The What, How and Why of Medical Roundtables for Complex Claims

When a claim stalls, it’s time to call in medical professionals to apply fresh clinical eyes to the case at hand.
By: | December 18, 2018 • 6 min read

In workers’ compensation, there are a handful of known risk factors that signal a complex and potentially costly claim — things like invasive surgeries, opioids, and long stays in rehabilitation. But inevitably, some claims will start accumulating costs for less obvious reasons, when the treatment initially prescribed is not particularly aggressive, but a persistent lack of recovery keeps the claim open far longer than expected.

Advertisement




When a claim stalls, it’s time to call in medical professionals to apply fresh clinical eyes to the case at hand.

That was the argument made by Suzy Braden, Workers’ Compensation Claims Manager, Encompass Health and JJ Schmidt, head of analytics and innovation for York Risk, during a recent presentation on the implementation of medical roundtables for complex claims at the National Workers’ Compensation and Disability Conference in early December. They outlined the purposes, challenges, and ultimate benefits of implementing medical roundtables in addition to regular standard claims reviews.

Here are a few key takeaways:

What are medical roundtables?

Medical roundtables are version 2.0 of the standard claims review, reserved for claims that have stalled out or “jumper claims” that have the potential to devolve in high-cost complex claims. As their name implies, they focus primarily on the clinical aspects of a claim and pull in medical professionals to evaluate what needs to change in a patient’s treatment plan in order to bring a claim to close. Those professionals include physicians, pharmacists and medical case managers.

Suzy Braden, Workers’ Compensation Claims Manager, Encompass Health

“Most of us that manage workers’ comp claims aren’t medical professionals. We think we know the right treatments after seeing so many of the same injuries, but it’s helpful to get the fresh perspective of a clinician to tell us if we can do something better,” Braden said.

Unlike normal claims reviews that happen monthly and may run through dozens of claims, medical roundtables require a more intensive process and typically are done quarterly, focusing on just a handful of carefully selected claims.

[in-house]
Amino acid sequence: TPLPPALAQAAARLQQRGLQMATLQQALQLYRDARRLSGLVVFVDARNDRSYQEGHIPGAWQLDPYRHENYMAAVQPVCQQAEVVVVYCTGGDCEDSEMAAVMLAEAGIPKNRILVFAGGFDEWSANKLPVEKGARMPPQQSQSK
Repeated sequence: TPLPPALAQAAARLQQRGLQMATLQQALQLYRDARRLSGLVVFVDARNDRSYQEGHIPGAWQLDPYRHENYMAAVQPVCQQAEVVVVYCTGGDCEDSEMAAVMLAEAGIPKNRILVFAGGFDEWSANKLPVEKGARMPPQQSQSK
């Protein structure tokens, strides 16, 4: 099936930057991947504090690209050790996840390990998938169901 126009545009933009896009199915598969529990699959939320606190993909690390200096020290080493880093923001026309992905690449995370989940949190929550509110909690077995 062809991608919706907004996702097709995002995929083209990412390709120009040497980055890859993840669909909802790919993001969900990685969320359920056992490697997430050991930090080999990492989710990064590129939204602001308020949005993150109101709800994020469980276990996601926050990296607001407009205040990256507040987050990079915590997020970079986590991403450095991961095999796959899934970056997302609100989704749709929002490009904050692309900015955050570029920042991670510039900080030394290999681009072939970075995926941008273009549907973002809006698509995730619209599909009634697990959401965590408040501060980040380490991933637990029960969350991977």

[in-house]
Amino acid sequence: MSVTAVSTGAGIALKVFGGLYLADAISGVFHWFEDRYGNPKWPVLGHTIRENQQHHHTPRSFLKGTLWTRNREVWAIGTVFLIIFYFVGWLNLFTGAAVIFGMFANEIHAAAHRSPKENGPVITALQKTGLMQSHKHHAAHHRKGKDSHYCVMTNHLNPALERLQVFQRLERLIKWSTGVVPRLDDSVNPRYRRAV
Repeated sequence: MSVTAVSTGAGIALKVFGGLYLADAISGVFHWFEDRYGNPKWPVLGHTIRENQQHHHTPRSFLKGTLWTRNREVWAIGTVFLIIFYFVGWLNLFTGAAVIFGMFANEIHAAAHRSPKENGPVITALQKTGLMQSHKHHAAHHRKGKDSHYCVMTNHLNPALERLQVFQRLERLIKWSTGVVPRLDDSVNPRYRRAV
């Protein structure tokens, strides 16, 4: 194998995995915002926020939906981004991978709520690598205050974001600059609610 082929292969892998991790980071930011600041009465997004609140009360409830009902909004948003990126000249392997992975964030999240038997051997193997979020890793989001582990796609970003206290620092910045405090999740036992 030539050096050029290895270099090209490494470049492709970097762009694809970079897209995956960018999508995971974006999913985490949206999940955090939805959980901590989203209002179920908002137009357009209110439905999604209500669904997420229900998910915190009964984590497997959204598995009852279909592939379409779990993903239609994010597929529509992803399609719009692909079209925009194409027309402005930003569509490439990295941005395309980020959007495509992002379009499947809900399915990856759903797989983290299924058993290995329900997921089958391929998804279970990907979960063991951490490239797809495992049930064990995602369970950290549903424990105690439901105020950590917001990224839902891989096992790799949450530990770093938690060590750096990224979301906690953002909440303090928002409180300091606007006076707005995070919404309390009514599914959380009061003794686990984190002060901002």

How do claims get selected?

At Encompass Health, Braden and her team began by selecting claims based on drug utilization.

“For our first roundtable, we looked at morphine equivalency dose (MED). Anyone who was greater than 100 and had not recently had surgery could be a candidate for a medical roundtable,” she said.

Other candidates include claims with multiple surgeries or ones that have been open for a long period of time but have seen little activity or improvement. Schmidt said that often the claims that present the biggest issue are those that start out as medical-only but transition into lost-time payment because the injured workers has been receiving treatment but not nearing any resolution.

Advertisement




For their second medical roundtable, Encompass Health examined claims that were within their self-insured retention but had been open nearly a decade and were approaching $100,000 in medical spend.

“A couple of years ago we also started looking at jumper claims. What can we do to intervene early and prevent this claim from going south?” Braden said. “The roundtables provide a chance to see if it’s best, for example, for pay for surgery and 21 weeks of rehab now, or try a more conservative treatment first but risk prolonging the claim even further.”

How does the process work?

Medical roundtables do not focus on reserve amounts or legal jurisdictional hurdles. The sole objective is to review the medical aspect of the claim and determine what has to change in the treatment plan in order to either bring the claim to a conclusion or ensure it stays on track.

Adjusters and medical professionals typically come to the table with two distinct perspectives, with adjusters focused on the state regulations governing what care they can and cannot direct, while doctors are naturally focused only on the appropriateness of the treatment.